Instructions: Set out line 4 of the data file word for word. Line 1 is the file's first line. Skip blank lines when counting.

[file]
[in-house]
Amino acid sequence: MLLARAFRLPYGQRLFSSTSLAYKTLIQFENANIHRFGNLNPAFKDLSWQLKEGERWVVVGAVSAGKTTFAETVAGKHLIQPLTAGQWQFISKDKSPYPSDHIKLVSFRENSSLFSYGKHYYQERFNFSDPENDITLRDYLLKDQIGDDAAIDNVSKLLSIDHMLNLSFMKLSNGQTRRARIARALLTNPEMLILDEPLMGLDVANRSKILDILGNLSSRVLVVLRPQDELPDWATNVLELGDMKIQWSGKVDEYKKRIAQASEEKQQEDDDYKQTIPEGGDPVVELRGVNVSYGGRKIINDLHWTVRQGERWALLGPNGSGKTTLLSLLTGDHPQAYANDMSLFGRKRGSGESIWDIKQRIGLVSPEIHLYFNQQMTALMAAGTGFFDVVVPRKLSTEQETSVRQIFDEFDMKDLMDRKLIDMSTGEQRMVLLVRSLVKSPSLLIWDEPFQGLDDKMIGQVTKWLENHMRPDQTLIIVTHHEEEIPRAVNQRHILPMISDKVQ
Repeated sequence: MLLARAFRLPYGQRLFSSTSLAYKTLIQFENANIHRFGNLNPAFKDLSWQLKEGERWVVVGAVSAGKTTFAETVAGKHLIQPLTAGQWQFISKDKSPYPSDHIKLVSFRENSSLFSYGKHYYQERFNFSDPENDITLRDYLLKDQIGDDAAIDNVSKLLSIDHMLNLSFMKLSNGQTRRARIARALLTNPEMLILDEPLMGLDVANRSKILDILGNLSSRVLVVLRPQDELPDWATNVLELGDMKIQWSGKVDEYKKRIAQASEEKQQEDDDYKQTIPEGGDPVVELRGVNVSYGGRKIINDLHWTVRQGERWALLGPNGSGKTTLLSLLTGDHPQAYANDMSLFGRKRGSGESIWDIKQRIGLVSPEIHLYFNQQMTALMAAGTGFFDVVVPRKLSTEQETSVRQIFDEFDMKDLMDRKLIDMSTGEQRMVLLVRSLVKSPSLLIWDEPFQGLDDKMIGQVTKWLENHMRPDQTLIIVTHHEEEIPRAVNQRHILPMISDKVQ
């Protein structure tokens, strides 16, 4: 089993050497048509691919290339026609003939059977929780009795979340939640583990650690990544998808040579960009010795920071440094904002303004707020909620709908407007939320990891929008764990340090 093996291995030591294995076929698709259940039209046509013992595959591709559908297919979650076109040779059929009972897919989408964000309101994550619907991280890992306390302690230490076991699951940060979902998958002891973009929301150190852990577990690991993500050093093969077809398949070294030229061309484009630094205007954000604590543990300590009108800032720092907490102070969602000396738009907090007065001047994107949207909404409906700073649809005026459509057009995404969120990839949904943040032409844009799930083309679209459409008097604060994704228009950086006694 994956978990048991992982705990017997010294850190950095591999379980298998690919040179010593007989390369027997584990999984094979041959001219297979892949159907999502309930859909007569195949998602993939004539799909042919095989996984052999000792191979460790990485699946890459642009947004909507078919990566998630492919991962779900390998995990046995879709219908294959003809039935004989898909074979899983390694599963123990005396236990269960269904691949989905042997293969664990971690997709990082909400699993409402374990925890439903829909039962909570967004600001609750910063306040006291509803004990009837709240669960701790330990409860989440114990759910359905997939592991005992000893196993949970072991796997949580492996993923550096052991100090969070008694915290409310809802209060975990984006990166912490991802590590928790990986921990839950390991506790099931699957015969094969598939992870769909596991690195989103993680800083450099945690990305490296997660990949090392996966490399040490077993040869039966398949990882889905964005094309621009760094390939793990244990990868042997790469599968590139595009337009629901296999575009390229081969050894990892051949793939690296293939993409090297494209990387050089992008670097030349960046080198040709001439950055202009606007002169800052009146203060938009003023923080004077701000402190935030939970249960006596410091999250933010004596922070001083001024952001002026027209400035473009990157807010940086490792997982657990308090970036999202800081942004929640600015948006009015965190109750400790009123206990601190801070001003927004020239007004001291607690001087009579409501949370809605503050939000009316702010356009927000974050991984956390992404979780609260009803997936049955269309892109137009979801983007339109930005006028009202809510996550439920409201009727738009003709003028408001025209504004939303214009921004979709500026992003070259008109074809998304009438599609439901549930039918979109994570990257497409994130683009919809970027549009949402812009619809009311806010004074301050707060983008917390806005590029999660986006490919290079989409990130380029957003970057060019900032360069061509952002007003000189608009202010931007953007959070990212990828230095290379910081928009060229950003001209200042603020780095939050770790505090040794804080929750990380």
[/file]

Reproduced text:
């Protein structure tokens, strides 16, 4: 089993050497048509691919290339026609003939059977929780009795979340939640583990650690990544998808040579960009010795920071440094904002303004707020909620709908407007939320990891929008764990340090 093996291995030591294995076929698709259940039209046509013992595959591709559908297919979650076109040779059929009972897919989408964000309101994550619907991280890992306390302690230490076991699951940060979902998958002891973009929301150190852990577990690991993500050093093969077809398949070294030229061309484009630094205007954000604590543990300590009108800032720092907490102070969602000396738009907090007065001047994107949207909404409906700073649809005026459509057009995404969120990839949904943040032409844009799930083309679209459409008097604060994704228009950086006694 994956978990048991992982705990017997010294850190950095591999379980298998690919040179010593007989390369027997584990999984094979041959001219297979892949159907999502309930859909007569195949998602993939004539799909042919095989996984052999000792191979460790990485699946890459642009947004909507078919990566998630492919991962779900390998995990046995879709219908294959003809039935004989898909074979899983390694599963123990005396236990269960269904691949989905042997293969664990971690997709990082909400699993409402374990925890439903829909039962909570967004600001609750910063306040006291509803004990009837709240669960701790330990409860989440114990759910359905997939592991005992000893196993949970072991796997949580492996993923550096052991100090969070008694915290409310809802209060975990984006990166912490991802590590928790990986921990839950390991506790099931699957015969094969598939992870769909596991690195989103993680800083450099945690990305490296997660990949090392996966490399040490077993040869039966398949990882889905964005094309621009760094390939793990244990990868042997790469599968590139595009337009629901296999575009390229081969050894990892051949793939690296293939993409090297494209990387050089992008670097030349960046080198040709001439950055202009606007002169800052009146203060938009003023923080004077701000402190935030939970249960006596410091999250933010004596922070001083001024952001002026027209400035473009990157807010940086490792997982657990308090970036999202800081942004929640600015948006009015965190109750400790009123206990601190801070001003927004020239007004001291607690001087009579409501949370809605503050939000009316702010356009927000974050991984956390992404979780609260009803997936049955269309892109137009979801983007339109930005006028009202809510996550439920409201009727738009003709003028408001025209504004939303214009921004979709500026992003070259008109074809998304009438599609439901549930039918979109994570990257497409994130683009919809970027549009949402812009619809009311806010004074301050707060983008917390806005590029999660986006490919290079989409990130380029957003970057060019900032360069061509952002007003000189608009202010931007953007959070990212990828230095290379910081928009060229950003001209200042603020780095939050770790505090040794804080929750990380």